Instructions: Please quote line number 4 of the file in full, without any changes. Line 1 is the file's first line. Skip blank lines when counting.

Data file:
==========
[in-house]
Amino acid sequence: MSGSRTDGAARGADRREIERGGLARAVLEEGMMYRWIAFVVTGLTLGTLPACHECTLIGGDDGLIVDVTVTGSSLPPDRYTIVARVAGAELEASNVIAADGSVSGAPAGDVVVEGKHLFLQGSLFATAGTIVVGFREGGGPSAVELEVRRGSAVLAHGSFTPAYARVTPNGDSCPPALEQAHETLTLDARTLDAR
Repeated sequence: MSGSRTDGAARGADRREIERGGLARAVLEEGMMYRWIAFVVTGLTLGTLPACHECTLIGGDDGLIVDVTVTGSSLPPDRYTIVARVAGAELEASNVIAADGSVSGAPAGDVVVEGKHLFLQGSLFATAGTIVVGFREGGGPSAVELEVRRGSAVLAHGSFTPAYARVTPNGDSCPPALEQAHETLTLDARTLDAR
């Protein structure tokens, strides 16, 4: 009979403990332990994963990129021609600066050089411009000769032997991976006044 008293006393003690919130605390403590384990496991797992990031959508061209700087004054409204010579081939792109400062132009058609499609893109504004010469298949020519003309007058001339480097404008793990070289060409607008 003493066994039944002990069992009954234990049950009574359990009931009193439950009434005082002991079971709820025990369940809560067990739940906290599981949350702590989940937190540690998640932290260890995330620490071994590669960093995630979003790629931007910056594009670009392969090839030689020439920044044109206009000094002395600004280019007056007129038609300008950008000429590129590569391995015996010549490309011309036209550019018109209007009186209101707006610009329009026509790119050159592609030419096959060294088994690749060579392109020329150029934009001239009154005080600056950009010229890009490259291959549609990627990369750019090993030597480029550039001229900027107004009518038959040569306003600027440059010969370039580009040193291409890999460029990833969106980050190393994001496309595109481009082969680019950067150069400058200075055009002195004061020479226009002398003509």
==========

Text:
């Protein structure tokens, strides 16, 4: 009979403990332990994963990129021609600066050089411009000769032997991976006044 008293006393003690919130605390403590384990496991797992990031959508061209700087004054409204010579081939792109400062132009058609499609893109504004010469298949020519003309007058001339480097404008793990070289060409607008 003493066994039944002990069992009954234990049950009574359990009931009193439950009434005082002991079971709820025990369940809560067990739940906290599981949350702590989940937190540690998640932290260890995330620490071994590669960093995630979003790629931007910056594009670009392969090839030689020439920044044109206009000094002395600004280019007056007129038609300008950008000429590129590569391995015996010549490309011309036209550019018109209007009186209101707006610009329009026509790119050159592609030419096959060294088994690749060579392109020329150029934009001239009154005080600056950009010229890009490259291959549609990627990369750019090993030597480029550039001229900027107004009518038959040569306003600027440059010969370039580009040193291409890999460029990833969106980050190393994001496309595109481009082969680019950067150069400058200075055009002195004061020479226009002398003509």